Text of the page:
One part of the responsiveness challenge is our inability to locate the target accurately and pass the information rapidly to the fire support asset for attack--not just our observers, but anyone who might call-for-fires. We need to shorten the sensor-to-shooter link.
I'm not sure we're taking advantage of new technology that could improve responsiveness. I see Palm Pilots and hand-held computers on the market that have tremendous capabilities. We could use such capabilities to locate a target accurately and send call-for-fire data through the clearance of fire process to the guns in near real-time. The soldier the longest distance away could "point and click" the small device at a target and, using GPS [global positioning system]-type capabilities, could accurately locate the target and, with the push of a button, pass the targeting data to a fire support asset for precision attack in a nano second--even use the device to lase the target for attack, as necessary.
Such a device would give our fire support system a quantum leap forward, affecting the training of the crews, the lash up of doctrine and TTP--just about every aspect of fire support. This digital target locator/rangefinder/laser device would be the stepping off point for greater technology in the future.
I believe the technology is already out there and will only improve in the next few years.
I also believe every caliber indirect fire weapons system should have precision munitions: mortars, 155s, 105s, missiles and rockets. The technology is available, and we must be willing to expend the resources to develop precision munitions.
And, our indirect fire systems must weigh less. For example, it now takes 10 strong men to manhandle an M198 on the battlefield. Today, we can lighten our howitzers--it might mean, say, the tube has a shorter life span before it needs to be overhauled or replaced, but it would be worth it. We can use composite materials to lighten the base plate, trails and frame of the howitzers.
The logical follow on is that artillery rounds must retain maximum lethality yet weigh less. And our rounds need to shoot farther. When a main battle tank can direct fire nearly as far as some of our mortars and low-end howitzer munitions, then something is wrong with "this picture."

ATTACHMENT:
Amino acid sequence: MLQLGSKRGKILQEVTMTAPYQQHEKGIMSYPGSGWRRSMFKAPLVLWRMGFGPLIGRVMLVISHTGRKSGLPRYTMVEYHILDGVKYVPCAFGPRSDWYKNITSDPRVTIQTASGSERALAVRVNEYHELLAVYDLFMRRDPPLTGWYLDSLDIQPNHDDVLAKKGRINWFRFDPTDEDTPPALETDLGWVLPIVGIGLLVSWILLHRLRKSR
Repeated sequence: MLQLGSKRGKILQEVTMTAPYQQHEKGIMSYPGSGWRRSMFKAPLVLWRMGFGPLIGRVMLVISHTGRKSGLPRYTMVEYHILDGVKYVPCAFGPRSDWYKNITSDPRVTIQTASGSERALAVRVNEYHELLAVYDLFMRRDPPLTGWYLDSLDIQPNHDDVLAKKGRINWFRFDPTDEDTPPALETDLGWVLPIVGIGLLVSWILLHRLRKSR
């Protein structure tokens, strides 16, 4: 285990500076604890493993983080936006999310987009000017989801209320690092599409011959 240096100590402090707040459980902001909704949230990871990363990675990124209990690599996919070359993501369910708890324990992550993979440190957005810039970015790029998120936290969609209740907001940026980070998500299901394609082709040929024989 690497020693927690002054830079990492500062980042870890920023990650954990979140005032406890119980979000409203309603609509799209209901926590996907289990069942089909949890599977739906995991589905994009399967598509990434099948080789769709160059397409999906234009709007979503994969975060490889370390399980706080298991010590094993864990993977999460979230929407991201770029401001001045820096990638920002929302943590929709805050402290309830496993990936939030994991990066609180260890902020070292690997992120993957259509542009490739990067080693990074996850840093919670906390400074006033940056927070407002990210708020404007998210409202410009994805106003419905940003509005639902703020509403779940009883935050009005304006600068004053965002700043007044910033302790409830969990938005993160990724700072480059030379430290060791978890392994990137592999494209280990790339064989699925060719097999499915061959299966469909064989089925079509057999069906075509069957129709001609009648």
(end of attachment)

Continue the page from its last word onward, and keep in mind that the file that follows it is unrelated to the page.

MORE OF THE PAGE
As the XVIII Airborne Corps Commander, I don't care what caliber of howitzer our Field Artillerymen have, as long as it is lethal, the lightest practical weight and agile--can be deployed by C-130 or equivalent, air-lifted by Black Hawk helicopter and easily manhandled on the battlefield and can fire light, versatile munitions, including precision munitions. If we go to one towed howitzer and it is a 155-mm howitzer--fine, as long as the new 155 and its munitions come in at the cube and weight to do the job for the dismounted formations.
To ensure our fires are flexible and fast in the near term, we need to secure funding for the TAD [towed artillery digital system] for the M119 howitzer that will allow the howitzer to self-lay. We experimented with two M119s with TAD during the JCF-AWE [Joint Contingency Force-Advanced Warfighting Experiment] at the JRTC last September, and it improved the gun line's speed and accuracy dramatically.
In terms of Fire support processes, I have one caution: fire supporters must not become so involved in their FA battalion commander's intent and tasks that they lose track of what drives fire support--the brigade commander's intent. They must not become a separate team within a team.
Q In the XVIII Airborne Corps' most recent BCTP [Battle Command Training Program] Warfighter exercise, the Corps won. To what do you attribute your victory?
A We had a successful training event in our recent Warfighter. Lots of actions contributed to our success, but probably two of the most significant are our abilities to focus our assets on achieving specific objectives and to visualize the battlefield and share one common picture to make decisions.